A History of Pictures

From the Cave to the Computer Screen

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ISBN: 9780500239490 Category:

David Hockney, Martin Gayford

Description

A picture, says David Hockney, is the only way that we can give an account of what we see. But all picture-makers face a common problem: how to compress three-dimensional people, things and places onto a flat surface? The results are often pigeonholed as paintings, photographs or films. Alternatively, they may be sorted by date and style: medieval, Renaissance or baroque. In fact, Hockney argues, whether they are made by brush, camera or digital program, and no matter if they are on cave walls or computer screens, first and foremost they are all pictures. And for us to understand how we see the world around us – and hence ourselves – what is needed is a history of pictures. This is that book.

Informed and energized by a lifetime of painting, drawing and making images with cameras, Hockney, in collaboration with the art critic Martin Gayford, explores how and why pictures have been made across the millennia. What makes marks on a flat surface interesting? How do you show movement in a still picture, and how, conversely, do films and television connect with old masters? What are the ways in which time and space can be condensed into a static image on a canvas or screen? What do pictures show – truth or lies? Do photographs present the world as we experience it?

Juxtaposing a rich variety of images – a still from a Disney cartoon with a Japanese woodblock print by Hiroshige, a scene from an Eisenstein film with a Velázquez painting – the authors cross the normal boundaries between high culture and popular entertainment, and make unexpected connections across time and media. Building on Hockney’s groundbreaking book Secret Knowledge, they argue that film, photography, painting and drawing are deeply interconnected. Insightful and thought-provoking, A History of Pictures is an important contribution to our appreciation of how we represent our reality.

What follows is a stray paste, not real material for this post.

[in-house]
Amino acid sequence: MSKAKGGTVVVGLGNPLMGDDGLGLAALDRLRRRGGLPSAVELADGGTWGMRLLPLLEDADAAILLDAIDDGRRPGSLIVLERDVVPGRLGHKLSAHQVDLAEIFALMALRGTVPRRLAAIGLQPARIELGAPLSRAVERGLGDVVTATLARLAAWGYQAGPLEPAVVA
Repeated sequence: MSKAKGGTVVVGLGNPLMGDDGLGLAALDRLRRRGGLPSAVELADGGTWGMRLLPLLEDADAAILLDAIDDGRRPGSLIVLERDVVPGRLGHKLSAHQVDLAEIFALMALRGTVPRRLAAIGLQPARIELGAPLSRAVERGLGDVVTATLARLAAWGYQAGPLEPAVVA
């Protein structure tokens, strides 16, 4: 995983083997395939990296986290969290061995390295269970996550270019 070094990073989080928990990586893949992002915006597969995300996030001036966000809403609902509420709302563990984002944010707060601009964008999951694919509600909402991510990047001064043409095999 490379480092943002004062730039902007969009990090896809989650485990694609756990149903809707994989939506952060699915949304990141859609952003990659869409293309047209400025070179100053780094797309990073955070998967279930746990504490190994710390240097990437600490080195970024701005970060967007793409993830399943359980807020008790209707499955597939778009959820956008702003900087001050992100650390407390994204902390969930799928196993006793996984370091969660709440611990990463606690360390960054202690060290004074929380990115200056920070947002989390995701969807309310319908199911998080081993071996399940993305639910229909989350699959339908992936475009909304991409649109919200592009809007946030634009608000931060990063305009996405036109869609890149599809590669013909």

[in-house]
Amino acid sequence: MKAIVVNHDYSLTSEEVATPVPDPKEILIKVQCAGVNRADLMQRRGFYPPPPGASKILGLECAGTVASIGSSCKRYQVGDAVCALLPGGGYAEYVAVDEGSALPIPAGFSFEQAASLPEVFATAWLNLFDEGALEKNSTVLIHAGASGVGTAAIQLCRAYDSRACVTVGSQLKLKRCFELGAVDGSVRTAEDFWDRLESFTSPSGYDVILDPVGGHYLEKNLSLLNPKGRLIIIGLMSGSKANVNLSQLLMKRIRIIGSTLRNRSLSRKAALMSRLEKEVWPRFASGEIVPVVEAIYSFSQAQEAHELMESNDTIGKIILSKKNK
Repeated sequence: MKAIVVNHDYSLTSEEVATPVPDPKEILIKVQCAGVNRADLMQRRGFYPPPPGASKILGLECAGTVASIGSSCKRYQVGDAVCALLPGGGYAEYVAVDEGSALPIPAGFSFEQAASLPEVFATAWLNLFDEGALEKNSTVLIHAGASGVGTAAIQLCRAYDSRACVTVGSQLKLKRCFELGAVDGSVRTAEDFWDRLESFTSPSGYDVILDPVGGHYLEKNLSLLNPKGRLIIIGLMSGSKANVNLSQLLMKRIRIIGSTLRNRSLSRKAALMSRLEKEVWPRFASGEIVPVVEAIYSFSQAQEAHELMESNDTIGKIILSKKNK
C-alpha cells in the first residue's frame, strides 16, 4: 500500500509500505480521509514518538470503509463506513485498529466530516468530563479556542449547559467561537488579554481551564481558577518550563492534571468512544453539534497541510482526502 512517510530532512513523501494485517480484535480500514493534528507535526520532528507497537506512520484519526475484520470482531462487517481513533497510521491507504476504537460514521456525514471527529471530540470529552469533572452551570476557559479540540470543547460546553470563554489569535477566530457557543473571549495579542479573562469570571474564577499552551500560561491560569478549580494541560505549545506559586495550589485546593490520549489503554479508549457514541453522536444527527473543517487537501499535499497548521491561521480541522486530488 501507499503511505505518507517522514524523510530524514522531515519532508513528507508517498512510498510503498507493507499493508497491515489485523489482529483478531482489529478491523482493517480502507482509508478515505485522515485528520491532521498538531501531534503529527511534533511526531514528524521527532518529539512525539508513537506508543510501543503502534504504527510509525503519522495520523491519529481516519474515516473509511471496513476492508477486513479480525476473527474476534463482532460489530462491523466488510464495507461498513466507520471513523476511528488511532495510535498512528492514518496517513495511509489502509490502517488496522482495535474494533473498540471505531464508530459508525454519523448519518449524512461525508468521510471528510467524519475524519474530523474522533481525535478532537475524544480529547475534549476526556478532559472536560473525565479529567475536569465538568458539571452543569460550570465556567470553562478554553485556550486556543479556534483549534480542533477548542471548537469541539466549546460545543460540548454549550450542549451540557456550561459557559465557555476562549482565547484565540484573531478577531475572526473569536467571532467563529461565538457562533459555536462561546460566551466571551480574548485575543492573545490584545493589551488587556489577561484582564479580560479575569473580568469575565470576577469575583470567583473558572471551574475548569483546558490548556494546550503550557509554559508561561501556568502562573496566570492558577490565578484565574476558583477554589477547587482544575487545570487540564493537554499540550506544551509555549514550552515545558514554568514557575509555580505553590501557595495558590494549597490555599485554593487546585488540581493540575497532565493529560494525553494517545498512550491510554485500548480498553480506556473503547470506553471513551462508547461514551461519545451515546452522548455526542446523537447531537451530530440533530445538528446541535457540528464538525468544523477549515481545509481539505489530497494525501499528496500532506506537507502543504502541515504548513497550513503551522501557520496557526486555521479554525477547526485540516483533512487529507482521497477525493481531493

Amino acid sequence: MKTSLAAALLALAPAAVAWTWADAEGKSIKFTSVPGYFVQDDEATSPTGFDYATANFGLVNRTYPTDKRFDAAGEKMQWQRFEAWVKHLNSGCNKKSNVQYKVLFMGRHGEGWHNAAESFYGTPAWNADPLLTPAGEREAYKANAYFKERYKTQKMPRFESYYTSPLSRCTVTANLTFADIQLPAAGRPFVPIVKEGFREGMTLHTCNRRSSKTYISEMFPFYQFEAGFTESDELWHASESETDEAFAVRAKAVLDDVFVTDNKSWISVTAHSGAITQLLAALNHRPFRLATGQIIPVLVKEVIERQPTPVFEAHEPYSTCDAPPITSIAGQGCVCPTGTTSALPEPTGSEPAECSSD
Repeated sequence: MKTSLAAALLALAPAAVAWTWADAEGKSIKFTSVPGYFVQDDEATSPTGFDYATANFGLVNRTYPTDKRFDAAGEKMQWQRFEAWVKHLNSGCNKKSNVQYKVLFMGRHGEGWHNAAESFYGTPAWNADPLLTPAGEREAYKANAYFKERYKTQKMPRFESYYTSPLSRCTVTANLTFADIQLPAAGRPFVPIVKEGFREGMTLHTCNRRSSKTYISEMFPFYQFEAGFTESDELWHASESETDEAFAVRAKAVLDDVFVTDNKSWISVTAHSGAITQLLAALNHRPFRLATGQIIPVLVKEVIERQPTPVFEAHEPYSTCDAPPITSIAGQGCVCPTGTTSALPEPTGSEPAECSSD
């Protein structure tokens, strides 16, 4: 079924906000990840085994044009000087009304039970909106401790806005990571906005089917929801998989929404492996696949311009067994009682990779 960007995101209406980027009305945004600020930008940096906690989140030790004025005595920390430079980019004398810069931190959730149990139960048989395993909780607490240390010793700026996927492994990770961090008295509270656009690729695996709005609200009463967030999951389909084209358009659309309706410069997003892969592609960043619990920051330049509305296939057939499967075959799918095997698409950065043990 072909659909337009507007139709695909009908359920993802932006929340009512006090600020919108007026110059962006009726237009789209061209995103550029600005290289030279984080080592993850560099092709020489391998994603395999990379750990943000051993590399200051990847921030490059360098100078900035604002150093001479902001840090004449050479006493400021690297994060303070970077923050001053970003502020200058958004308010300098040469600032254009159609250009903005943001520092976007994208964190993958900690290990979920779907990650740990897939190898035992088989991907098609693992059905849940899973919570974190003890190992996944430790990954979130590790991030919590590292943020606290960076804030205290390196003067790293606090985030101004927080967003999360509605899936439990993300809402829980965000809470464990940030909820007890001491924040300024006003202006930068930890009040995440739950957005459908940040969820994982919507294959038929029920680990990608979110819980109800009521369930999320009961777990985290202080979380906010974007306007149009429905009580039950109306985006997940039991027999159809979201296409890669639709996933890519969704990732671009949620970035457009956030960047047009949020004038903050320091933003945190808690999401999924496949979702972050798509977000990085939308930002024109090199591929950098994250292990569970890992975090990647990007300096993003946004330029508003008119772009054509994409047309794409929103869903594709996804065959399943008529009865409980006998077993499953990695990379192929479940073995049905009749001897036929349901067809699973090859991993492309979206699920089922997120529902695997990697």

Additional information

Weight 2038 g
Dimensions 22.4 x 28.8 cm
Publisher name Thames and Hudson Ltd
Publication date 1 September 2016
Number of pages 360
Format Hardback
Dimensions 22.4 x 28.8 cm
Weight 2038 g

Martin Gayford is art critic for The Spectator and the author of acclaimed books on Van Gogh, Constable and Michelangelo. He is the author of Man with a Blue Scarf, Rendez-vous with Art and A Bigger Message. He has collaborated with David Hockney on A Bigger Message: Conversations with David Hockney and A History of Pictures, and has co-written a volume of travels and conversations with Philippe de Montebello: Rendez-vous with Art.

David Hockney is considered one of the most influential British artists of the 20th century. He has produced work in almost every medium - painting, drawing, stage design, photography and printmaking - and has stretched the boundaries of all of them. Born in Bradford, England, in 1937, Hockney attended art school in London before moving to Los Angeles in the 1960s. There, he painted his famous swimming pool paintings. In a 2011 poll of more than 1,000 British artists, Hockney was voted the most influential British artist of all time. He continues to create and exhibit art.